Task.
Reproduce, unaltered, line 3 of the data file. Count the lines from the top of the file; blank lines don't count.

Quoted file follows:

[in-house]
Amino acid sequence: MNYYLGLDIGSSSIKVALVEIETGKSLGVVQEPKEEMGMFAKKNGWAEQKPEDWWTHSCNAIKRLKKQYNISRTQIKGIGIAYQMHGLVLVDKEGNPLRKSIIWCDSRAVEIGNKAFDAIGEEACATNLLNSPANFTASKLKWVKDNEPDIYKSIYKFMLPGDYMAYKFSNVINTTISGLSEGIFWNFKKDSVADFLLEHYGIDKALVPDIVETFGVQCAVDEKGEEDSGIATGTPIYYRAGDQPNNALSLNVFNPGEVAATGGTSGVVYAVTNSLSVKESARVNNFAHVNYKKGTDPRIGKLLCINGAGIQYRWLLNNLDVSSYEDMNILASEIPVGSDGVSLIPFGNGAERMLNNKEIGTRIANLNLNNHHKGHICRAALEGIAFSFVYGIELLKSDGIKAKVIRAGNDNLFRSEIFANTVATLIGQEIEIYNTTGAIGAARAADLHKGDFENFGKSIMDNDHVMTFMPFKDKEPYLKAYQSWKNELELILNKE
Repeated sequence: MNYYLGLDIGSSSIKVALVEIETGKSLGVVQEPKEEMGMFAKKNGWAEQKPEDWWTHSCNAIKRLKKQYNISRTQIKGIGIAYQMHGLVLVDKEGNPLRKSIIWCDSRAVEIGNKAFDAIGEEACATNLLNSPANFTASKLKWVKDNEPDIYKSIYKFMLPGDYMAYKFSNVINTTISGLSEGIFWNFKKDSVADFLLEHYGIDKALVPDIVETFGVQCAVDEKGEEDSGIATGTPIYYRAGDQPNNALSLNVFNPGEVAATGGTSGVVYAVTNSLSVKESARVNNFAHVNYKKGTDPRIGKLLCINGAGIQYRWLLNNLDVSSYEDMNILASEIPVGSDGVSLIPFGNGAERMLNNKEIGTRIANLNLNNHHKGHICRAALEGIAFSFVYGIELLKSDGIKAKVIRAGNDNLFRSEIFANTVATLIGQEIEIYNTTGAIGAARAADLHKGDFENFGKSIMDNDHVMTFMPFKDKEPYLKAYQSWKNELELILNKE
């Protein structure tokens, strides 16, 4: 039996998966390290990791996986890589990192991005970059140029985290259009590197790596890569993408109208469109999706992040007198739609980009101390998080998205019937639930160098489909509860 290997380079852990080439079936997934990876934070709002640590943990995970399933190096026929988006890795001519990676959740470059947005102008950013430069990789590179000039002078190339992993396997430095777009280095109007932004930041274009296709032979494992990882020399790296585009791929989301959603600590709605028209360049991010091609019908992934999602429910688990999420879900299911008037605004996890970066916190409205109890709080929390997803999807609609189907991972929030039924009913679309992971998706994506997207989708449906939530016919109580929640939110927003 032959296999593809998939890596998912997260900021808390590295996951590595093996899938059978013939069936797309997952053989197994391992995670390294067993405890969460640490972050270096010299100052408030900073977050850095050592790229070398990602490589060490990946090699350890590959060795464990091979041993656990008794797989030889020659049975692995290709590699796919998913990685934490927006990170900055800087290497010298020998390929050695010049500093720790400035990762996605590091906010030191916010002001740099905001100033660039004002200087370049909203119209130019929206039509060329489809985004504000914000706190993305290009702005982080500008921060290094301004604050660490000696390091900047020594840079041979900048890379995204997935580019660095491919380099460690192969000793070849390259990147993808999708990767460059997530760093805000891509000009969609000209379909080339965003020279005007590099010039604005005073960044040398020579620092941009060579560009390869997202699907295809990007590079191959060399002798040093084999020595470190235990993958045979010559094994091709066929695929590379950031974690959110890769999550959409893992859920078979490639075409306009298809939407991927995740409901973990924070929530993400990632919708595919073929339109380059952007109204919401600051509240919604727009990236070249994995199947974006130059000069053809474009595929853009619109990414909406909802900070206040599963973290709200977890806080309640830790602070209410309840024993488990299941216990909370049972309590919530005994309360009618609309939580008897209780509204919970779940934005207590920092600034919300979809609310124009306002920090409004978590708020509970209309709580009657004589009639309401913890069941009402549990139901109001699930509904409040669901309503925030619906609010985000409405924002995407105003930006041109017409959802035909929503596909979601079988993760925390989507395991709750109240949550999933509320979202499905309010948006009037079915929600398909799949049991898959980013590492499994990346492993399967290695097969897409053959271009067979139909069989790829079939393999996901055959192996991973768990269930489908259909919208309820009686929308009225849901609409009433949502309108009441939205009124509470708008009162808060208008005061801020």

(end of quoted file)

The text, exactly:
Repeated sequence: MNYYLGLDIGSSSIKVALVEIETGKSLGVVQEPKEEMGMFAKKNGWAEQKPEDWWTHSCNAIKRLKKQYNISRTQIKGIGIAYQMHGLVLVDKEGNPLRKSIIWCDSRAVEIGNKAFDAIGEEACATNLLNSPANFTASKLKWVKDNEPDIYKSIYKFMLPGDYMAYKFSNVINTTISGLSEGIFWNFKKDSVADFLLEHYGIDKALVPDIVETFGVQCAVDEKGEEDSGIATGTPIYYRAGDQPNNALSLNVFNPGEVAATGGTSGVVYAVTNSLSVKESARVNNFAHVNYKKGTDPRIGKLLCINGAGIQYRWLLNNLDVSSYEDMNILASEIPVGSDGVSLIPFGNGAERMLNNKEIGTRIANLNLNNHHKGHICRAALEGIAFSFVYGIELLKSDGIKAKVIRAGNDNLFRSEIFANTVATLIGQEIEIYNTTGAIGAARAADLHKGDFENFGKSIMDNDHVMTFMPFKDKEPYLKAYQSWKNELELILNKE